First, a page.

Saturday, January 1, 2011

Wanting Wisdom

Heard on NPR today something about genetic counceling, testing for diseases and such. This for some reason bothers me quite a bit. I don't like all the doors our new technology is opening. If you've seen the movie Gattaca, you know what I'm talking about. If we humans acted responsibly, no worries, I'd welcome it all. But we don't. We act like assholes at the first opportunity, grabbing for power and wealth and control and ruining everything. You think having genetic knowledge won't play into that? Knowledge is power, after all.

What I was mainly thinking about, though, was the saying "a little knowledge is a dangerous thing." We know so little so far. We act like we've unlocked the book of life, but we haven't. DNA is powerful, yes, and is a fascinating area of study; but we have such an oversimplified understanding of it. To me, DNA works as a whole, like a body: you can't say any one organ system is more important than another, they are all necessary. So to reduce all life to one molecule? Ridiculous!

Same with reducing disease to this gene or that; it's foolish and dangerous. As if just because you have this one segment of DNA, you're fated for a certain disease. It leaves out the "nurture" side of the "debate," though I'm sure it's great for pharmeceutical profits. Besides, if you go looking for problems, you'll find them. I'm sure we all have DNA riddled with errors, mutations, and potential for disease. But the system is self-correcting; many of those mutations never find expression. Thank you immune system-- patient, heal thyself!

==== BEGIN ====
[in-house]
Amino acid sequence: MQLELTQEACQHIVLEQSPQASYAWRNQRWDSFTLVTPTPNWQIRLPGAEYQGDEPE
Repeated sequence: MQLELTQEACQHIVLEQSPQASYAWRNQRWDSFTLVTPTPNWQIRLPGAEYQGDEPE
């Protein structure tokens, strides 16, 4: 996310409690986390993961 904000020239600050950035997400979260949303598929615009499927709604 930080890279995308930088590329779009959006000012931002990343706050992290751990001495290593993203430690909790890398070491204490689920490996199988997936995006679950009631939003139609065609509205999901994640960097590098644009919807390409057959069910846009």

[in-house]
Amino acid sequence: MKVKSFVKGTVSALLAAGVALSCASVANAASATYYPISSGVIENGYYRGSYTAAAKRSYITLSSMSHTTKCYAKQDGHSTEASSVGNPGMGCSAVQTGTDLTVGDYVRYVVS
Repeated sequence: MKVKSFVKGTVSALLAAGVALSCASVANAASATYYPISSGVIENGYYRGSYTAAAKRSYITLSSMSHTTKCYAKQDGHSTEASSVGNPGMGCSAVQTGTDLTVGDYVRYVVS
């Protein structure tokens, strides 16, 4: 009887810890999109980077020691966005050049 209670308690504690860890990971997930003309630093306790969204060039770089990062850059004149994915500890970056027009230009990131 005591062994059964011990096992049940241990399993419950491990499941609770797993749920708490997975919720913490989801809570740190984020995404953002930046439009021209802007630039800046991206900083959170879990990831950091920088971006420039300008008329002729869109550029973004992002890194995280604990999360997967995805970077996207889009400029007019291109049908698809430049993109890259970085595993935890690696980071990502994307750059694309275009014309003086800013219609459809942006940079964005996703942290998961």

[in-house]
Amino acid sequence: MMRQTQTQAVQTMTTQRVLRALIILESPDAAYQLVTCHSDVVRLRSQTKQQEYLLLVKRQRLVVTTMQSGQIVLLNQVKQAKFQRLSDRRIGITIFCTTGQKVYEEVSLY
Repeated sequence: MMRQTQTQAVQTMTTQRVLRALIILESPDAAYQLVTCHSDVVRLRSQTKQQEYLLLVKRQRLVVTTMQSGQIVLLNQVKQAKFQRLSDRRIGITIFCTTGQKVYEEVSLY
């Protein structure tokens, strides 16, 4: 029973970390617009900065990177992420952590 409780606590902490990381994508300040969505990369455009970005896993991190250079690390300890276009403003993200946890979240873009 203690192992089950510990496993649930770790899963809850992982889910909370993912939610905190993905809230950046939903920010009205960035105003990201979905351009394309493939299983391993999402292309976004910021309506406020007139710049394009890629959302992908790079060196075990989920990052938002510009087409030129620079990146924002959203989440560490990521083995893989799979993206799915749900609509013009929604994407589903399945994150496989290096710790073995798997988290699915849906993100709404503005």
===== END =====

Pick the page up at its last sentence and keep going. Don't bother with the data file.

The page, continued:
Science cooks a city,
well done, of course
My fear is this: we've hardly opened the field of genetics, and already we're tinkering away with the foundation of life itself. Where has the virtue of wisdom gone? Like nuclear bombs; the moment we had them, we used them, incinerating hundreds of thousands of innocents. They didn't know, when they threw the switch, if the chain reaction would overtake and swallow the universe. And they fucking did it anyways.

You wonder why I fear our new technologies? They amplify our power far beyond our control, our restraint, our wisdom. We are the sorcerer's apprentice. But instead of a workshop, we're ruining the world.

1 comment:

  1. I agree. Humanity tends always to look at the short-term benefits to the few (profit usually involved) and to neglect looking at the long-term and/or unintended consequences.